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HPC Sustainability in The Cloud

How Sustainable is the Cloud?

Sustainability is one of the hottest topics at the board table. Most organisations have a minimum commitment to be carbon neutral by 2050, and many have more ambitious goals.

HPC has a challenging relationship with sustainability, on one hand, it uses a lot of power and space, on the other it is a key tool for scientific and engineering development. The Cloud is marketed as an option for achieving sustainability commitments while still maintaining the performance of an HPC. Before moving an HPC to the Cloud it is important to consider how sustainable the Cloud is.

This blog post looks at the three big Cloud providers (hyperscalers), Azure, AWS, and GCP sustainability goals, their current efforts, and the tools they provide to improve your Cloud deployment’s sustainability.

What are the hyperscalers sustainability goals?

HPC sustainability goals


All three hyperscalers have set goals to achieve at least 100% renewable energy usage and to be carbon neutral. Many of the goals of the Cloud provider are set by their parent organisation, Microsoft for Azure, Amazon for AWS and Google for GCP so they are used interchangeably here.

Microsoft has committed to using 100% renewable energy by 2025 and to be carbon-negative by 2030. This means that it will remove more carbon from the atmosphere than it emits. Microsoft also aims to remove all of its historical emissions since its founding in 1975 by 2050.

Amazon has committed to using 100% renewable energy by 2025 and to be carbon neutral by 2040. This means that it will balance its emissions with carbon removals or offsets. Amazon also plans to invest $2 billion through the Climate Pledge Fund, which supports low-carbon technologies and solutions.

Google has been carbon-neutral since 2007 and has used 100% renewable energy since 2017. Further to this Google has removed all historical emissions as of September 2020. Google also aims to run on 100% carbon-free energy by 2030, which means that it will source renewable energy from the local network for every hour of every day.

With these commitments in place, any of the three Cloud providers would make a suitable destination for a sustainable Cloud HPC. The final choice will be driven by your organisation’s timeline on sustainability commitments in addition to technological requirements for your HPC.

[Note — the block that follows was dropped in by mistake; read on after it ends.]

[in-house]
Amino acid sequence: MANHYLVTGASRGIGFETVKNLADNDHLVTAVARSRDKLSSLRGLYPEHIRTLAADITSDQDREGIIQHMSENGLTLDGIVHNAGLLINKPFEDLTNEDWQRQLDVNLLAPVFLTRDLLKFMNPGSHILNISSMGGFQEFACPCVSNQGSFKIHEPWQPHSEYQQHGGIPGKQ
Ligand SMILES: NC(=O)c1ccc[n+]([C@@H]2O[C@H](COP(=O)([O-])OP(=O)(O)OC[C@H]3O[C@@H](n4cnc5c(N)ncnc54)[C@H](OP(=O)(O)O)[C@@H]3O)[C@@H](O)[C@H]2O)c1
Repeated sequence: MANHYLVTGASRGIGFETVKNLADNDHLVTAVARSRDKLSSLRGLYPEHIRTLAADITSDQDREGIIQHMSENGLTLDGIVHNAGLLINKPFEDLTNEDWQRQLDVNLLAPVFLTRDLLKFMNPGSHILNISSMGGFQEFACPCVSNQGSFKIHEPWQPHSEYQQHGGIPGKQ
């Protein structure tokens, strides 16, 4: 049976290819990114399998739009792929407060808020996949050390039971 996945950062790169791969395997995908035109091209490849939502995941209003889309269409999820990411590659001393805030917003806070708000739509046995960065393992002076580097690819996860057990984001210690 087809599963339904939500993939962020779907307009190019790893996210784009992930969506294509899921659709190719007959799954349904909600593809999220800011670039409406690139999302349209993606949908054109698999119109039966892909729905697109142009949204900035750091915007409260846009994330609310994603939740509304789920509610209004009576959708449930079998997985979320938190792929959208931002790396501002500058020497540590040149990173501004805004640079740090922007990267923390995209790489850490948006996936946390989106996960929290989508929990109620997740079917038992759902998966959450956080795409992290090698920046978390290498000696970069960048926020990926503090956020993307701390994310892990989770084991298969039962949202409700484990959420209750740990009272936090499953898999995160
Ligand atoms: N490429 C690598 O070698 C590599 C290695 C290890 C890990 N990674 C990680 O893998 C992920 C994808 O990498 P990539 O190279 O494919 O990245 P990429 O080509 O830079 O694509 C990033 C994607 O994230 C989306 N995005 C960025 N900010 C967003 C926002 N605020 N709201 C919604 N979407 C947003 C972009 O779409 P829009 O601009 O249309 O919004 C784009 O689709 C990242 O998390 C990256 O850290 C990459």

What are the hyperscalers doing right now?

While it is important to consider the Cloud vendors’ future commitments to ensure they align with your own, the real fact is that you want to run a cloud HPC today, tomorrow and in the future. So, what are the Cloud vendors doing right now to address sustainability?

Data available from vendors varies dramatically. When considering sustainability, I believe that the more open and accountable an organisation makes itself, the better.

To measure and compare the sustainability performance of the three Cloud providers, we can look at some of the metrics and indicators that they report, such as their power usage effectiveness (PUE), and their renewable energy percentage.

The PUE of a data centre is a measurement of how efficiently the energy entering the premise is used for the IT equipment. Services such as lighting, cooling, and even the coffee machine are seen as ancillary. The calculation for PUE is:

The current average of a data centre in the USA is around 1.8.

Building data centres is expensive and running them can be even more so. With the scale that the hyperscalers operate at even small efficiency gains can mean large savings both financially and in energy usage. This has led to Cloud provider data centres typically being highly optimised and constantly under review for further improvements.

Azure reports a global average PUE of 1.18 for its data centres in 2022. That means that for every unit of power used for IT equipment, 0.18 units are used for cooling and other overheads. Azure does not disclose its renewable energy percentage for its data centres.